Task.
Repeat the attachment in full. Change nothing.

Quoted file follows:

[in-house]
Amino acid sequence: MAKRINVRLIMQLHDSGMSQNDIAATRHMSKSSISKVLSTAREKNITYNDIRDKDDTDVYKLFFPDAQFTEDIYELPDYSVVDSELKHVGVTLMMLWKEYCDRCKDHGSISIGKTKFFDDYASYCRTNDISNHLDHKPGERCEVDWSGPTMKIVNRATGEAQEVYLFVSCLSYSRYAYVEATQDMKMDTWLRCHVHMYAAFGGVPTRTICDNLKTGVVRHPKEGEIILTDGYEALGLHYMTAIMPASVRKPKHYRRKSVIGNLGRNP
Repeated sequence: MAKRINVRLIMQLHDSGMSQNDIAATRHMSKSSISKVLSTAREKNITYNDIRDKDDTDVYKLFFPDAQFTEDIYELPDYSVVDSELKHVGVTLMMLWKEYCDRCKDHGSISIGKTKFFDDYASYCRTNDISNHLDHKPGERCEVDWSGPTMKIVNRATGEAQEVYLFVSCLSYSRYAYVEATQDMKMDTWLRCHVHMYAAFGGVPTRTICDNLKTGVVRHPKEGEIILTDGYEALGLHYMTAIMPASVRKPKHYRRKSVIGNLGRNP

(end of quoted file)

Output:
[in-house]
Amino acid sequence: MAKRINVRLIMQLHDSGMSQNDIAATRHMSKSSISKVLSTAREKNITYNDIRDKDDTDVYKLFFPDAQFTEDIYELPDYSVVDSELKHVGVTLMMLWKEYCDRCKDHGSISIGKTKFFDDYASYCRTNDISNHLDHKPGERCEVDWSGPTMKIVNRATGEAQEVYLFVSCLSYSRYAYVEATQDMKMDTWLRCHVHMYAAFGGVPTRTICDNLKTGVVRHPKEGEIILTDGYEALGLHYMTAIMPASVRKPKHYRRKSVIGNLGRNP
Repeated sequence: MAKRINVRLIMQLHDSGMSQNDIAATRHMSKSSISKVLSTAREKNITYNDIRDKDDTDVYKLFFPDAQFTEDIYELPDYSVVDSELKHVGVTLMMLWKEYCDRCKDHGSISIGKTKFFDDYASYCRTNDISNHLDHKPGERCEVDWSGPTMKIVNRATGEAQEVYLFVSCLSYSRYAYVEATQDMKMDTWLRCHVHMYAAFGGVPTRTICDNLKTGVVRHPKEGEIILTDGYEALGLHYMTAIMPASVRKPKHYRRKSVIGNLGRNP